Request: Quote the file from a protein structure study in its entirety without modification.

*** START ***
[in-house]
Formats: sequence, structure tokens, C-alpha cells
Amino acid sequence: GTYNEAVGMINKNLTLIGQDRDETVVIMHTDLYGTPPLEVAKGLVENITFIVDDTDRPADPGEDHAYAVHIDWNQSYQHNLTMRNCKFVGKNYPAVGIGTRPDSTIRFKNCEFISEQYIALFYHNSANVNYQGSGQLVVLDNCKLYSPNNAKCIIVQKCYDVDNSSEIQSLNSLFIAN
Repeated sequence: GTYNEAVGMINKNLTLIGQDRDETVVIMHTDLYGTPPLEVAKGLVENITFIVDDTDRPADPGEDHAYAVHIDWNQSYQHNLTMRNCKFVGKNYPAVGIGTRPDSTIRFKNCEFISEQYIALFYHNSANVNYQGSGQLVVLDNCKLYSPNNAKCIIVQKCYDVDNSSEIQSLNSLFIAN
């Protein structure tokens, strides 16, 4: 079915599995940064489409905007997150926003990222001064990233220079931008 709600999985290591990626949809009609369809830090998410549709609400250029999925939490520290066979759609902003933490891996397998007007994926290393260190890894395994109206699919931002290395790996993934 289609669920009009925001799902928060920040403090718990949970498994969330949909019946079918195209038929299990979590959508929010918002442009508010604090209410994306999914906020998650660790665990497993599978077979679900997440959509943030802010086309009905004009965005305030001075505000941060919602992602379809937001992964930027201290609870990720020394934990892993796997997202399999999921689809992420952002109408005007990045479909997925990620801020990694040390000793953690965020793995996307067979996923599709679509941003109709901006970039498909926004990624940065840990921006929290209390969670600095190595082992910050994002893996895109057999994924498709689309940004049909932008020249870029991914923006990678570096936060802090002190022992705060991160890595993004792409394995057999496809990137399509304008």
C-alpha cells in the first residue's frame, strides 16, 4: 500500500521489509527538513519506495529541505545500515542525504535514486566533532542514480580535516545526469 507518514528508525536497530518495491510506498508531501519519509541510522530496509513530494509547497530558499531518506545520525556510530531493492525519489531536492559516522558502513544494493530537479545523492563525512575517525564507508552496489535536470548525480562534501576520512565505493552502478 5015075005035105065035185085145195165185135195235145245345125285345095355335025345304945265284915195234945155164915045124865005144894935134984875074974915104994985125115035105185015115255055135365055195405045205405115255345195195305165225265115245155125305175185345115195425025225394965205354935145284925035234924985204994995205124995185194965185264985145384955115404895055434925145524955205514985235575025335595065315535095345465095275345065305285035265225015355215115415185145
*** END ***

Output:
[in-house]
Formats: sequence, structure tokens, C-alpha cells
Amino acid sequence: GTYNEAVGMINKNLTLIGQDRDETVVIMHTDLYGTPPLEVAKGLVENITFIVDDTDRPADPGEDHAYAVHIDWNQSYQHNLTMRNCKFVGKNYPAVGIGTRPDSTIRFKNCEFISEQYIALFYHNSANVNYQGSGQLVVLDNCKLYSPNNAKCIIVQKCYDVDNSSEIQSLNSLFIAN
Repeated sequence: GTYNEAVGMINKNLTLIGQDRDETVVIMHTDLYGTPPLEVAKGLVENITFIVDDTDRPADPGEDHAYAVHIDWNQSYQHNLTMRNCKFVGKNYPAVGIGTRPDSTIRFKNCEFISEQYIALFYHNSANVNYQGSGQLVVLDNCKLYSPNNAKCIIVQKCYDVDNSSEIQSLNSLFIAN
């Protein structure tokens, strides 16, 4: 079915599995940064489409905007997150926003990222001064990233220079931008 709600999985290591990626949809009609369809830090998410549709609400250029999925939490520290066979759609902003933490891996397998007007994926290393260190890894395994109206699919931002290395790996993934 289609669920009009925001799902928060920040403090718990949970498994969330949909019946079918195209038929299990979590959508929010918002442009508010604090209410994306999914906020998650660790665990497993599978077979679900997440959509943030802010086309009905004009965005305030001075505000941060919602992602379809937001992964930027201290609870990720020394934990892993796997997202399999999921689809992420952002109408005007990045479909997925990620801020990694040390000793953690965020793995996307067979996923599709679509941003109709901006970039498909926004990624940065840990921006929290209390969670600095190595082992910050994002893996895109057999994924498709689309940004049909932008020249870029991914923006990678570096936060802090002190022992705060991160890595993004792409394995057999496809990137399509304008």
C-alpha cells in the first residue's frame, strides 16, 4: 500500500521489509527538513519506495529541505545500515542525504535514486566533532542514480580535516545526469 507518514528508525536497530518495491510506498508531501519519509541510522530496509513530494509547497530558499531518506545520525556510530531493492525519489531536492559516522558502513544494493530537479545523492563525512575517525564507508552496489535536470548525480562534501576520512565505493552502478 5015075005035105065035185085145195165185135195235145245345125285345095355335025345304945265284915195234945155164915045124865005144894935134984875074974915104994985125115035105185015115255055135365055195405045205405115255345195195305165225265115245155125305175185345115195425025225394965205354935145284925035234924985204994995205124995185194965185264985145384955115404895055434925145524955205514985235575025335595065315535095345465095275345065305285035265225015355215115415185145